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Lakers notebook

Answers guarded on defensive plan

Defense was a key topic at practice for Lakers coach Phil Jackson (center), but don’t ask who’s covering Rajon Rondo. Defense was a key topic at practice for Lakers coach Phil Jackson (center), but don’t ask who’s covering Rajon Rondo. (Chris Carlson/Associated Press)
By Shira Springer
Globe Staff / June 2, 2010

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EL SEGUNDO, Calif. — With Game 1 of the Finals drawing near, the talk at Lakers practice yesterday focused on matchups, particularly on defending Rajon Rondo. Potentially, any of four players could guard Rondo: Kobe Bryant, Derek Fisher, Shannon Brown, or Jordan Farmar. Other than that, the Lakers kept specifics to themselves and stuck to generalities.

“We look at them as a team,’’ said coach Phil Jackson. “We don’t look at them as individuals. We’ve got to stop Rondo. We’ve got to stop [Kevin] Garnett. We look at the individuals and the strengths they have and how they’re used. And say we have to limit whatever their strengths are in whatever possible way we can.

“If we turn the ball over or if [Rondo] gets rebounds, he’s going to score in transition. That’s what he does. He’s great at that. If we make a lot of mistakes, he’s going to score more.’’

Fisher also emphasized the importance of transition defense with Rondo controlling the offense.

“Today was about getting more comfortable with the things that [the Celtics] like to do offensively,’’ he said. “Transition defense is going to be huge because of Rondo’s ability to push the pace and Ray Allen and Paul Pierce’s ability to stretch the floor in transition, as well as Rasheed Wallace.

“Today was about defense, really. That’s what it’s going to take for us to win a game and win this series.’’

Meanwhile, Bryant wasn’t at all talkative when it came to Rondo. Asked about the key strategy for defending the Celtics point guard, Bryant said, “I don’t know yet.’’

Dirty words
Following Jackson’s comments that the Celtics have a “smackdown mentality,’’ there were leading questions about how the Lakers would handle physical play. Fisher didn’t fall for the bait when asked about the perception of Boston being a “dirty team.’’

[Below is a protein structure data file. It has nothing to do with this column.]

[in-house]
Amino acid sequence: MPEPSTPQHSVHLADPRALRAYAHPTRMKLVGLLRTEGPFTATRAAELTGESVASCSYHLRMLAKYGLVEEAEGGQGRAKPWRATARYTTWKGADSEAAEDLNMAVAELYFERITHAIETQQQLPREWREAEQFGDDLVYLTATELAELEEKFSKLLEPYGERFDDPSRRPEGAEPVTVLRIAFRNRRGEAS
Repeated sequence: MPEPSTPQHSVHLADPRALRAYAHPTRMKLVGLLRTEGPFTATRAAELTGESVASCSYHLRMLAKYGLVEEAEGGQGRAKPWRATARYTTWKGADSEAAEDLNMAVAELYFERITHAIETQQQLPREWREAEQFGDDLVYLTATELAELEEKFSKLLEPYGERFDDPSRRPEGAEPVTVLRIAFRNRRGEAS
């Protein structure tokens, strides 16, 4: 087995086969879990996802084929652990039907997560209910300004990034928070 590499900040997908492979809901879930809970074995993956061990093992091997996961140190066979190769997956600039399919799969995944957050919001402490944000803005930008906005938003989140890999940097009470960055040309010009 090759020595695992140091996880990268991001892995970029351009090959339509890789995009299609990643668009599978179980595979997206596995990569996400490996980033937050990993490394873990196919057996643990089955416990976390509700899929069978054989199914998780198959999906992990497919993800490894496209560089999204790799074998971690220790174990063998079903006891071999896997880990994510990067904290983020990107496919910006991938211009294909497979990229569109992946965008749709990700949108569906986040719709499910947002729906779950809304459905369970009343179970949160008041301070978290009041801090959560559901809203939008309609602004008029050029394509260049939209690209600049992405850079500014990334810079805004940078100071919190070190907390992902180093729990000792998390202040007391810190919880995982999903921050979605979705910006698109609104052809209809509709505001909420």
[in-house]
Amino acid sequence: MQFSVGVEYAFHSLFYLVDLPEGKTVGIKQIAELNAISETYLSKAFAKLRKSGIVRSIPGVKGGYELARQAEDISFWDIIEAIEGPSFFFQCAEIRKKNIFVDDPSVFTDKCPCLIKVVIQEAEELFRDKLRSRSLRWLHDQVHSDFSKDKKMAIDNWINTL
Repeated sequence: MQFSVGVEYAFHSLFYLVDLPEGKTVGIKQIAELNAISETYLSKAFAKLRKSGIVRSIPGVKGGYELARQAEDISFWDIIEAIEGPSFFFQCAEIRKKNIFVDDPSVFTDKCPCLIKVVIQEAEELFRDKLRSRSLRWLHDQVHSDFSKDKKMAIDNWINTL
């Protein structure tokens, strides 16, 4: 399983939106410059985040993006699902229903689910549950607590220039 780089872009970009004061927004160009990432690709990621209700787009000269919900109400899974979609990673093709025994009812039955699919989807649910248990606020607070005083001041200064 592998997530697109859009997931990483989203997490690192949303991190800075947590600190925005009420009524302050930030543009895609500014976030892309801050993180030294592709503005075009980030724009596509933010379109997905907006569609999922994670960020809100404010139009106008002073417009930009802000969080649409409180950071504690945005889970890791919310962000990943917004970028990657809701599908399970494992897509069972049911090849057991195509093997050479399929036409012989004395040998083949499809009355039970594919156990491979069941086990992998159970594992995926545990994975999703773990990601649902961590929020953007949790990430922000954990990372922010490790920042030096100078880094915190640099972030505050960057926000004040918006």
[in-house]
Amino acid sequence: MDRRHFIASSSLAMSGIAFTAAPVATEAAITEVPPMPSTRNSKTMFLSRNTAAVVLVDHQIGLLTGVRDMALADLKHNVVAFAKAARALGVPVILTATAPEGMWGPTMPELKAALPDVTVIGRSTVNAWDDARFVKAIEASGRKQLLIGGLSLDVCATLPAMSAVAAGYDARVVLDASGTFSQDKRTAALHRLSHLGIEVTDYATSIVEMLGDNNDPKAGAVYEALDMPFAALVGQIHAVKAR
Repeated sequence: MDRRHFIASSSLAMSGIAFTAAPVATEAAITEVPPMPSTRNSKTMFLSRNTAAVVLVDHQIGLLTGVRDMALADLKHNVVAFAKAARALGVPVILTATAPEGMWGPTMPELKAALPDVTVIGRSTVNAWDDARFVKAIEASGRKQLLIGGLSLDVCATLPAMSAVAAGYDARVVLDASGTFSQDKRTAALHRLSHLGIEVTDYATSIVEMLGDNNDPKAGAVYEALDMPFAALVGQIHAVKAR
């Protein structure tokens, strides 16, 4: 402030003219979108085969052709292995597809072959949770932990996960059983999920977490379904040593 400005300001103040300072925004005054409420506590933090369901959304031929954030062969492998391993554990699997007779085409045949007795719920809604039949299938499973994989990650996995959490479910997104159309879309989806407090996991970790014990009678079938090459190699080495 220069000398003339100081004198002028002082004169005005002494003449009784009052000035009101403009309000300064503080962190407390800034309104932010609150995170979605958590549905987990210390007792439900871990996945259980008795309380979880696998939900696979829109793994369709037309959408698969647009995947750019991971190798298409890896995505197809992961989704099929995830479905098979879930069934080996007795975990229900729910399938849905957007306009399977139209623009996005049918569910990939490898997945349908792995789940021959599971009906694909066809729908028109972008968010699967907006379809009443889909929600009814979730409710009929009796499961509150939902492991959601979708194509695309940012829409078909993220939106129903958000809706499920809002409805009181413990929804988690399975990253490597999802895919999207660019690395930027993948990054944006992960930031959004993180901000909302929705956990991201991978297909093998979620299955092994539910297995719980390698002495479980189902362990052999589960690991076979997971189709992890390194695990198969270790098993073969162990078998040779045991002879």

“I don’t know if we’re concerned with perceptions,’’ said Fisher. “We’re just concerned about the things we can control — that’s reality and the things that happen when the game starts.’’

That said, he does expect a lot of pushing, bumping, and general testiness.

“It should be testy,’’ said Fisher. “You’re playing for the world championship, so I don’t think there’s any expectation that it’s going to be a walk in the park for either team.’’

Added Pau Gasol, “They play hard and they challenge you. You have to attack them.

“You’ve got to make sure you’re the aggressor. Not by being dirty, but we’ve got to keep hitting people and continue to get hit.’’

Stiff challenge
Center Andrew Bynum reported that he will have to push through the pain from a partially torn meniscus in his right knee. “It’s still a little stiff,’’ said Bynum. “I think I just need to fight through it until we get the surgery done. This is the last hurrah, the last show, so I’m ready to give everything.’’ Bynum stayed off the court yesterday and underwent therapy, but Jackson expects him to see action in practice today . . . Gasol announced on his website that he would not help Spain defend its World Championship title this summer.

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